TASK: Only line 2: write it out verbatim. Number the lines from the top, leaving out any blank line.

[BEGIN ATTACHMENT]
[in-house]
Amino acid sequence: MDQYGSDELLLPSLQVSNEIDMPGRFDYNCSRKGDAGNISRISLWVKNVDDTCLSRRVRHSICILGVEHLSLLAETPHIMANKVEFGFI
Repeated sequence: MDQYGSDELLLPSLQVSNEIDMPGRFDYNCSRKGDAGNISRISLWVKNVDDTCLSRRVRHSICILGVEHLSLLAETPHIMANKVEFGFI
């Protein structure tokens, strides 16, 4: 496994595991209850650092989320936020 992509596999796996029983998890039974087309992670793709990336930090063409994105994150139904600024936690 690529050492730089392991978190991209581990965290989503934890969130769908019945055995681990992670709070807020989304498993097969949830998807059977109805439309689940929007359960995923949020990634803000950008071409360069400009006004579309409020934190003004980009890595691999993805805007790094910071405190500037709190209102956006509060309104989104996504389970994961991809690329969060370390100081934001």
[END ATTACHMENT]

Amino acid sequence: MDQYGSDELLLPSLQVSNEIDMPGRFDYNCSRKGDAGNISRISLWVKNVDDTCLSRRVRHSICILGVEHLSLLAETPHIMANKVEFGFI